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I am currently reviewing a computer science conference paper. I like to give constructive feedback both related to the content as well as for language issues, such as typos or grammatical mistakes.

The paper I'm currently reviewing has significant language flaws. Mentioning each and every typo, wrong word order, and grammar issue would take me about an hour. The paper will likely be rejected anyway, so I am not sure if these language suggestions will even be used. It would be different if the paper were likely to be accepted, because improving the language would further improve the quality of the paper.

Does it make sense to give thorough and detailed feedback on a poorly written paper's language quality in a review if the paper will likely be rejected?

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    You are a reviewer, not a proofreader. Possibly related: academia.stackexchange.com/questions/60576/… – Alexander May 31 '16 at 9:29
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    For this type of paper, I'll often list every problem in the first paragraph only, and then say that the rest of the paper has similar issues. That makes the point that the writing is beyond redemption, offers some help to the authors in pointing out types of problems, and doesn't take up too much of your time. – iayork May 31 '16 at 12:22
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From Alan Jay Smith's The Task of the Referee:

Refereeing a paper can require considerable time and effort; don't waste that effort on a detailed critique of a badly flawed paper that can never be made publishable. Finding one or more fatal and uncorrectable flaws excuses the referee from checking all subsequent details.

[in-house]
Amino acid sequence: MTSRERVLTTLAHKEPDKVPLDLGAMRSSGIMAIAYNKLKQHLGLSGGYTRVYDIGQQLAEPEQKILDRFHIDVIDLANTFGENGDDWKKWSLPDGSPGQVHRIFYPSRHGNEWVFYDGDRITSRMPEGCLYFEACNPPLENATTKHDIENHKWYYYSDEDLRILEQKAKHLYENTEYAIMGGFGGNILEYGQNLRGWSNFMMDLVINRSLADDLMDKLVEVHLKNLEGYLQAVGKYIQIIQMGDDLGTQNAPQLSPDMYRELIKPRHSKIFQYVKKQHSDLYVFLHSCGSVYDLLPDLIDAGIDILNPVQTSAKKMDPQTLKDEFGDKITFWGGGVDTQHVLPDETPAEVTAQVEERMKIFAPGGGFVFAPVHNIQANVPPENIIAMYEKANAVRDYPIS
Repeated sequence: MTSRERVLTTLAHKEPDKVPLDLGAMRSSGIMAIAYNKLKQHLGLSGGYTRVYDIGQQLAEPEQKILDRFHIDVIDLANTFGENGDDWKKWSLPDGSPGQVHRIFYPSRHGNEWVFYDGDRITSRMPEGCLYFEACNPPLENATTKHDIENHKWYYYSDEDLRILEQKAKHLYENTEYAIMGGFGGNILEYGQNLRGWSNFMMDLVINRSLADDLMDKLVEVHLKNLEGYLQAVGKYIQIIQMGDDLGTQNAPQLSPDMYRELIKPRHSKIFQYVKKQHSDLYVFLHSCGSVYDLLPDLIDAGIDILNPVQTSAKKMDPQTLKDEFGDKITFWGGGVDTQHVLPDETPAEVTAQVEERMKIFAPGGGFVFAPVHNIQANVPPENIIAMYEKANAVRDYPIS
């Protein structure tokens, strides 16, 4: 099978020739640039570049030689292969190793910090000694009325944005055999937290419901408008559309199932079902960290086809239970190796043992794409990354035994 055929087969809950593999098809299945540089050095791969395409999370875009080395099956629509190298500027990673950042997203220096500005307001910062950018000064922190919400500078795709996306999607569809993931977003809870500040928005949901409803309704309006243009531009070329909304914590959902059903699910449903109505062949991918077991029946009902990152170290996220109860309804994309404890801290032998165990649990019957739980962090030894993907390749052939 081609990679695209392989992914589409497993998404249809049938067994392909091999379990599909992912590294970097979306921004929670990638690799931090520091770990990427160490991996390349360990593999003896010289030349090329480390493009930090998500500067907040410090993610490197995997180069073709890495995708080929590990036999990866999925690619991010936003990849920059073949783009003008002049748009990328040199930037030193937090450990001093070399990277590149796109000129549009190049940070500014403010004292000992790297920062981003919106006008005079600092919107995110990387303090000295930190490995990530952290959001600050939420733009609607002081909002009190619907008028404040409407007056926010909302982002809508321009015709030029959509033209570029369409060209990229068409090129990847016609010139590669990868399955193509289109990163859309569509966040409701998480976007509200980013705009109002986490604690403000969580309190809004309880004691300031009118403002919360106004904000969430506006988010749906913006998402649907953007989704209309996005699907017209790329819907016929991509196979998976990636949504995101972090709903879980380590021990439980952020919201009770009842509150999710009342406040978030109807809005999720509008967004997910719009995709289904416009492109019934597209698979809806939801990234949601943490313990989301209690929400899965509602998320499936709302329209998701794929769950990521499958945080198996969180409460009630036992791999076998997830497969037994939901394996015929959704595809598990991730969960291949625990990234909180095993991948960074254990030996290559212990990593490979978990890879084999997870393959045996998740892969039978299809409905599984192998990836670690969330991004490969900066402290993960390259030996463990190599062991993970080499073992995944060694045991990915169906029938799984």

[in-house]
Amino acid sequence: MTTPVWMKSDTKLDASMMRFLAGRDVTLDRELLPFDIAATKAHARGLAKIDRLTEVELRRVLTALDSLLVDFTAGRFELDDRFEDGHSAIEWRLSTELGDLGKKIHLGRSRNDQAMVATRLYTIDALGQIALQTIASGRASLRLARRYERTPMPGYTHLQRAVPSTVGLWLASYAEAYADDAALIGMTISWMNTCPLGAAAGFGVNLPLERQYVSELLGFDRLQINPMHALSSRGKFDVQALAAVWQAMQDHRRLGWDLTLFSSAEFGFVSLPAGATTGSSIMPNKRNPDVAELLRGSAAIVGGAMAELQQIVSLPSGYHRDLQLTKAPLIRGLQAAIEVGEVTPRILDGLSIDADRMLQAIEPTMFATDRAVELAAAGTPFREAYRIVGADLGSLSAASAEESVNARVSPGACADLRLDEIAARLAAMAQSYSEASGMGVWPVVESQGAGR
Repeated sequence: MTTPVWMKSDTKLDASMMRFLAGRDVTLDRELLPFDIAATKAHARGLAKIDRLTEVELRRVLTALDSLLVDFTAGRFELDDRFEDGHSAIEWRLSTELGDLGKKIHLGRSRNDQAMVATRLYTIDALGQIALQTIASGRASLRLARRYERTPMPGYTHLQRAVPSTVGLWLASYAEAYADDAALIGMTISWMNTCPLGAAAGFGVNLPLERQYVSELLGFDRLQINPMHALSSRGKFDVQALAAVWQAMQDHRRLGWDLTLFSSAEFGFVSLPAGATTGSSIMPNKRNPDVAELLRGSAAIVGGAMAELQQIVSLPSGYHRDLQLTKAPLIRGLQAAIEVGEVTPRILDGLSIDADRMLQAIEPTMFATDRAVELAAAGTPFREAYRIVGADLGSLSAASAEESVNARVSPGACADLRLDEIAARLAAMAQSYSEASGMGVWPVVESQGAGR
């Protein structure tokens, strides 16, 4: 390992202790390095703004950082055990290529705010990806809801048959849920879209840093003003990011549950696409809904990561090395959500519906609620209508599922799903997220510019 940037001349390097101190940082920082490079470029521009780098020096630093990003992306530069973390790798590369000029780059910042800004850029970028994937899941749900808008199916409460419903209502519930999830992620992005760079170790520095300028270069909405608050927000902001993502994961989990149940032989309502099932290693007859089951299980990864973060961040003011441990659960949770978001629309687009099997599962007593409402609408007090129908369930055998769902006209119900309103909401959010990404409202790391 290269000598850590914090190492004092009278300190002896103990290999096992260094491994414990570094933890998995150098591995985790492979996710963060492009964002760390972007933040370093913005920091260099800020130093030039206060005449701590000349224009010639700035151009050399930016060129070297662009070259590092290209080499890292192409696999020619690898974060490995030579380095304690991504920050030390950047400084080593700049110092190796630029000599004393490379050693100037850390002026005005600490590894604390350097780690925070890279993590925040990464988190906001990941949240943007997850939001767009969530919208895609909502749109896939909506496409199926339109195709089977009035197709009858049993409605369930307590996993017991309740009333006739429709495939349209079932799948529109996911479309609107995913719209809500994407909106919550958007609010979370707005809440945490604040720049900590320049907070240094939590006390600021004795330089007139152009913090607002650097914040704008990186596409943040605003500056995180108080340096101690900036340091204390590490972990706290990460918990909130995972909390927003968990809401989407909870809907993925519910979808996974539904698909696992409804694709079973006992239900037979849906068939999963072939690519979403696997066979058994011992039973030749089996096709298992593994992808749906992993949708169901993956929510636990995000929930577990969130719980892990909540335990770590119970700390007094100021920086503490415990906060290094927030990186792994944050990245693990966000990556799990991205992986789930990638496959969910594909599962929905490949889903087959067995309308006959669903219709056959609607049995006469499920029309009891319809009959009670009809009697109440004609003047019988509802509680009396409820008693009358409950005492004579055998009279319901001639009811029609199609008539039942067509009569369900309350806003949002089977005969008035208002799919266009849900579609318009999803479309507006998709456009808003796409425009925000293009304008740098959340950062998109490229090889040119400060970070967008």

The trick is to determine what is indeed "fatal". If you believe that your corrections have some non-trivial chance of improving a published paper at some point (possibly in a less-competitive venue), go ahead and make them, as you are contributing something to the body of literature. Otherwise, do not waste your time.

As an addendum, you are not a copyeditor, but a scientific reviewer. Ways to deal with papers with many language/grammar issues include:

  • If grammatical errors are very numerous, point out classes of errors, instead of individual ones.
  • Focus on errors which actually obscure scientific meaning, and let ones which are merely poor or nonstandard style go.
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    Thank you for the ref, I never saw it before, but it's really great and full of useful insights! – gaborous May 31 '16 at 13:58
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    For a CS conference paper, I'd go slightly farther than this and say, "don't waste that effort on a detailed critique of a badly flawed paper where you wouldn't trust the authors to fix those flaws without you needing to see it again." Journal papers have scope for multiple rounds of revise and referee; conference papers don't. – David Richerby May 31 '16 at 20:39
  • I don't remember which conference it was, but it was suggested reading for a review at some point - I was also very happy to find it! – Patrick Sanan Jun 1 '16 at 6:53
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My interpretation of the question is as follows: you are asking if in your report you should spend time correcting all the grammar errors, spelling errors, etc., of which there are many of, especially since the paper will be rejected anyways.

First of all, the answer is completely independent of whether the paper will be rejected or not. The effort you put into a review should not depend on whether you intend to reject it or not - that defeats the entire purpose of a review.

Secondly, you claim that the paper will be rejected anyways, which implies that the errors in writing have no significant influence on the scientific content of said paper. If true, state this explicitly in your review. This ensures that no unwanted misunderstandings occur (since you shouldn't reject a paper due to language errors alone, at worst you should require a major revision prior to accepting it).